Playing At Home
The other major new feature that's been disclosed is the Home City. This is your base in Europe, which effectively levels up' as you progress through the game, providing you with new upgrades, and a visual representation of how you're faring. You can save a number of these Home Cities as characters (similar to a MMOG) and use the built-in matching system to find opponents online with a similar level of experience'.
Ensemble's buzzword though is fun'. In addition to playtesting to ensure the campaign is finely balanced, this is the excuse given for the no-show of the more distasteful elements of the time (slavery anyone?). The same goes for weather and day/night cycles, which will affect the way the game looks, but won't impact on gameplay. Keep an eye out for an in-depth preview soon.
"The Goal is to make the best fuc... game ever, says Ensemble technical director Dave Potty Mouth' Pottinger, before adding the caveat, in terms of graphics. Considering that he's talking about a real-time strategy game, this is a particularly bold statement. For so long considered the ugly red-haired stepchild of the gaming family, Ensemble has decided that it's time for the RTS to fight back. Traditionally hidden away in the back of magazines near the personal ads, the developer has set out to create a game so visually stunning as to command front covers. And while we haven't quite afforded it that privilege, we did deign to visit its studios in Dallas, in between eating our own weight in dead cow.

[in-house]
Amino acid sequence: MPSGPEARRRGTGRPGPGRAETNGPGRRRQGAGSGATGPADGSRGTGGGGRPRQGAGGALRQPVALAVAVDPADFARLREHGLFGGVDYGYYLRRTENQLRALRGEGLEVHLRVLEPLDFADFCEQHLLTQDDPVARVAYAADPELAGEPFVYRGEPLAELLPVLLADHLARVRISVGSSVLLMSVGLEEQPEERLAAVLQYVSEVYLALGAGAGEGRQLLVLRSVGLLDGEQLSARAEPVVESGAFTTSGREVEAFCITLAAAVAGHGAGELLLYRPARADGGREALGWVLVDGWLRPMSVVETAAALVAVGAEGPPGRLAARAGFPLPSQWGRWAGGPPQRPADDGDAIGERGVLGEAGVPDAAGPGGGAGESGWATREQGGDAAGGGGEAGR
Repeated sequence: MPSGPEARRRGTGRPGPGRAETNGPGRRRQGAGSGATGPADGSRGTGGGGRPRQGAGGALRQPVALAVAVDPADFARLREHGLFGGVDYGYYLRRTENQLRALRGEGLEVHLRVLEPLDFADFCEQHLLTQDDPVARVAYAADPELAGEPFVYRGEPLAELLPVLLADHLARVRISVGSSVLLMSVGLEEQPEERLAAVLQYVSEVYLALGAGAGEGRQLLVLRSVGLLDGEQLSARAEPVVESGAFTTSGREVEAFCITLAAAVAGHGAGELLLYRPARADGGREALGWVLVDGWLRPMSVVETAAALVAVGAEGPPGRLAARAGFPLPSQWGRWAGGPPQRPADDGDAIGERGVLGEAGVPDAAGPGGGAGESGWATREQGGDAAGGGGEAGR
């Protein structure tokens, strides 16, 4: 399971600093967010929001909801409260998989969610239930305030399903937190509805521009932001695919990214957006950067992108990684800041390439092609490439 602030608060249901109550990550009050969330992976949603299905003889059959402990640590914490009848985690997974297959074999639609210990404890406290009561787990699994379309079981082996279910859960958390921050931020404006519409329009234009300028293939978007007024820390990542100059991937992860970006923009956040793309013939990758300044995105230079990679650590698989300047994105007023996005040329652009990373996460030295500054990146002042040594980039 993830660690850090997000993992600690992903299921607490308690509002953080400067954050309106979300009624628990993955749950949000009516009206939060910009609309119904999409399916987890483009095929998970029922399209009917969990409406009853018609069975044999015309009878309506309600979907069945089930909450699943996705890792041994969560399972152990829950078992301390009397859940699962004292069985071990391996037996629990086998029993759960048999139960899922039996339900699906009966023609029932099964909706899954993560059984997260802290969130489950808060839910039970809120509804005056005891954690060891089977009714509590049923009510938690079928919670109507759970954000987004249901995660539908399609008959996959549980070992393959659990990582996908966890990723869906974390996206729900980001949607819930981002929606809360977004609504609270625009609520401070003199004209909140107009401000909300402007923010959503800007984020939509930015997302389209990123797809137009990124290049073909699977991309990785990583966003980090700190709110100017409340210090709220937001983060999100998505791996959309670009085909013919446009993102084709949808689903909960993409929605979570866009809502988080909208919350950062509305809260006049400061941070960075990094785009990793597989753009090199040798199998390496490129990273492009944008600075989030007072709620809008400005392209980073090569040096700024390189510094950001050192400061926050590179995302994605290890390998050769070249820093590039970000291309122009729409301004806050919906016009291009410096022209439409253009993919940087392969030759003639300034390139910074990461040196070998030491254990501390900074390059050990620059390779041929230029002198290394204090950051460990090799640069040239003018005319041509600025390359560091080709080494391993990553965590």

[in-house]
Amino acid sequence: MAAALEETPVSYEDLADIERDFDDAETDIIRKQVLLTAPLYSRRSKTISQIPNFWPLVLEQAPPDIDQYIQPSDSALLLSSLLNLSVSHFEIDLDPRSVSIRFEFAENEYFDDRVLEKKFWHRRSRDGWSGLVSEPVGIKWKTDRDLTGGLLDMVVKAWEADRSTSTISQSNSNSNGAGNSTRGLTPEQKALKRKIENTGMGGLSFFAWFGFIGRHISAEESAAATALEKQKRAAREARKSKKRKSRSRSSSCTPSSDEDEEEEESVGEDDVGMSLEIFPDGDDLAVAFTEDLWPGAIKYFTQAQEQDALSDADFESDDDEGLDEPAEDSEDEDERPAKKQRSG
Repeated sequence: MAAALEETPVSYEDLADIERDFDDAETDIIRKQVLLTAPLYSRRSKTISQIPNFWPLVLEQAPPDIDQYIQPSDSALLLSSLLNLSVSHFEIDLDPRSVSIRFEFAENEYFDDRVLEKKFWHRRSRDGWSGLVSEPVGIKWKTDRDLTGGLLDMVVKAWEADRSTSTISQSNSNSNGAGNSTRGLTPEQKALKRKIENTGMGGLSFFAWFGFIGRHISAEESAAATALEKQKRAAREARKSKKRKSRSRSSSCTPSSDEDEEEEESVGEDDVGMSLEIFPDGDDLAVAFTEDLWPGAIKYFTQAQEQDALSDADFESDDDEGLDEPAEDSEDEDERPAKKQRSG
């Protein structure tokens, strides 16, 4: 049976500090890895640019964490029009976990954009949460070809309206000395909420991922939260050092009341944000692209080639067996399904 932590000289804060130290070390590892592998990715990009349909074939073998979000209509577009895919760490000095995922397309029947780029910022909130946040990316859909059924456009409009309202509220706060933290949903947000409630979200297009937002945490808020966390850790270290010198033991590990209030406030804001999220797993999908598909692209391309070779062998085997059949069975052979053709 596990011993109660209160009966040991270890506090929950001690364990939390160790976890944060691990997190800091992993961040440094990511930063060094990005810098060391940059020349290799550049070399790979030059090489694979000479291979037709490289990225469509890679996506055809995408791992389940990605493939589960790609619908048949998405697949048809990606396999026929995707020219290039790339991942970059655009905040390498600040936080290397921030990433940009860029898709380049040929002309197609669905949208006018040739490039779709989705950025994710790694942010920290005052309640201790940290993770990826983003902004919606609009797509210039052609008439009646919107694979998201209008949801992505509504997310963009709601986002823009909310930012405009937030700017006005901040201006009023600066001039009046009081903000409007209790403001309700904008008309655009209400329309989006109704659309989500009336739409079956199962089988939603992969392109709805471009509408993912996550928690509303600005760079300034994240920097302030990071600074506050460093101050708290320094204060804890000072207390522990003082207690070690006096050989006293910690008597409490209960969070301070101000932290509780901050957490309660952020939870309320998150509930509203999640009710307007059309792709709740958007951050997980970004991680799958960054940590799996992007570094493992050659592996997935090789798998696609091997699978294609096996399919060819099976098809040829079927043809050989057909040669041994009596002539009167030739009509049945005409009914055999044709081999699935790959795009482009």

While conforming to the stereotype of pasty men surrounded by action figures, the Ensemble office differs in one key area, in so much as the lobby is designed to look like the bridge of the Starship Enterprise, with designs taken directly from the Star Trek Hilton in Vegas. Depending on your viewpoint, this either makes Ensemble a real fun place to work" or deeply tragic.